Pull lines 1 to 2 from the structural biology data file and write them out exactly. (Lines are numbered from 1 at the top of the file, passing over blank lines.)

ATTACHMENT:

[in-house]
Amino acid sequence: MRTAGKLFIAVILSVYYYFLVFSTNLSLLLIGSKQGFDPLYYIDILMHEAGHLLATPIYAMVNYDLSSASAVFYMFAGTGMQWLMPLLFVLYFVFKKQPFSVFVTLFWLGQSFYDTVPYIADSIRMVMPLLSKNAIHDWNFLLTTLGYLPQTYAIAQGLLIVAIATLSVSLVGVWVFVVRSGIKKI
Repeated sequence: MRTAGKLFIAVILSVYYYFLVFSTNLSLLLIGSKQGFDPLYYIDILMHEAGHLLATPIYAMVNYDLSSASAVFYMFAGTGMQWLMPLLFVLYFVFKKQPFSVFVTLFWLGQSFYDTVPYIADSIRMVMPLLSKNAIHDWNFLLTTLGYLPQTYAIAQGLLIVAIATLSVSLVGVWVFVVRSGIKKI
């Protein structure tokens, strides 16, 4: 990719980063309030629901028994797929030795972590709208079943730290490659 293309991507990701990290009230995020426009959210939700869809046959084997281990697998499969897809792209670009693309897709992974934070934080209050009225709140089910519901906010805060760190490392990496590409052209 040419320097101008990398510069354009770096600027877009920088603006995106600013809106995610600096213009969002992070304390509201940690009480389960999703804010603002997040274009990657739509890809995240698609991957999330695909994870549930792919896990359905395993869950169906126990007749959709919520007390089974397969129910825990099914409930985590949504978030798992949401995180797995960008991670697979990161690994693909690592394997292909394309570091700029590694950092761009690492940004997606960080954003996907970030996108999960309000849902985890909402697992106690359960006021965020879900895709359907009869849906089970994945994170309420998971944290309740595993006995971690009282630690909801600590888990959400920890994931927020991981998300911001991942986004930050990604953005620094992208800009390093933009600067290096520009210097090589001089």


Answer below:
[in-house]
Amino acid sequence: MRTAGKLFIAVILSVYYYFLVFSTNLSLLLIGSKQGFDPLYYIDILMHEAGHLLATPIYAMVNYDLSSASAVFYMFAGTGMQWLMPLLFVLYFVFKKQPFSVFVTLFWLGQSFYDTVPYIADSIRMVMPLLSKNAIHDWNFLLTTLGYLPQTYAIAQGLLIVAIATLSVSLVGVWVFVVRSGIKKI